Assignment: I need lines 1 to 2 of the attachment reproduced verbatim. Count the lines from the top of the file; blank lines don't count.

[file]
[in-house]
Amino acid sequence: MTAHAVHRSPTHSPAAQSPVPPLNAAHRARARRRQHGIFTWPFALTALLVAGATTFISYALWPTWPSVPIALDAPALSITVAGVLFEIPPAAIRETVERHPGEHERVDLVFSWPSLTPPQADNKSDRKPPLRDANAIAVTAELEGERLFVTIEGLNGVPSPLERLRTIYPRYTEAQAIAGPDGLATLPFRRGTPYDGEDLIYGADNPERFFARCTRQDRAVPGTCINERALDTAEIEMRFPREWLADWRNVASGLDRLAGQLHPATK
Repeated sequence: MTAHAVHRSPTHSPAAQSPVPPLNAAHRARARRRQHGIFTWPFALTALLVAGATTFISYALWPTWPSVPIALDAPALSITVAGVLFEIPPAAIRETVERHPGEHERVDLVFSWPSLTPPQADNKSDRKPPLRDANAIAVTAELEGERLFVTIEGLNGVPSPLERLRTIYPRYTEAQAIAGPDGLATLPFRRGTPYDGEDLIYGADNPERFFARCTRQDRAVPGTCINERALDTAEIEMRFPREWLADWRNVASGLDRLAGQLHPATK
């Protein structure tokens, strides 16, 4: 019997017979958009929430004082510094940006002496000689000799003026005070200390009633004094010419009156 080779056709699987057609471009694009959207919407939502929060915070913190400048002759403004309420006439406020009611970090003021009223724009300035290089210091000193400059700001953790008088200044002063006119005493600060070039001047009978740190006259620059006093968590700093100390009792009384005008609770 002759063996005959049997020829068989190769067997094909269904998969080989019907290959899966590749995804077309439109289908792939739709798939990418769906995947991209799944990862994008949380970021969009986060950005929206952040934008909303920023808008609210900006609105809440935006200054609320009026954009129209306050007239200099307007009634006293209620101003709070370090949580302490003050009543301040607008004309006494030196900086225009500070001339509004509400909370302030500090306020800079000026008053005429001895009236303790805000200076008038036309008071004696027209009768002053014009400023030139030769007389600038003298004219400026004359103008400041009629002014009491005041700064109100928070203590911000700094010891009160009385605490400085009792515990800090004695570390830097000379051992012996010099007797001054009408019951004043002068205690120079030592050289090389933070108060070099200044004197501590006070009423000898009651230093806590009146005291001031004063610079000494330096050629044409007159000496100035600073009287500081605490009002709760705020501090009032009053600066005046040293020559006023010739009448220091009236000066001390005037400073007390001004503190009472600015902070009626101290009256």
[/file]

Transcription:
[in-house]
Amino acid sequence: MTAHAVHRSPTHSPAAQSPVPPLNAAHRARARRRQHGIFTWPFALTALLVAGATTFISYALWPTWPSVPIALDAPALSITVAGVLFEIPPAAIRETVERHPGEHERVDLVFSWPSLTPPQADNKSDRKPPLRDANAIAVTAELEGERLFVTIEGLNGVPSPLERLRTIYPRYTEAQAIAGPDGLATLPFRRGTPYDGEDLIYGADNPERFFARCTRQDRAVPGTCINERALDTAEIEMRFPREWLADWRNVASGLDRLAGQLHPATK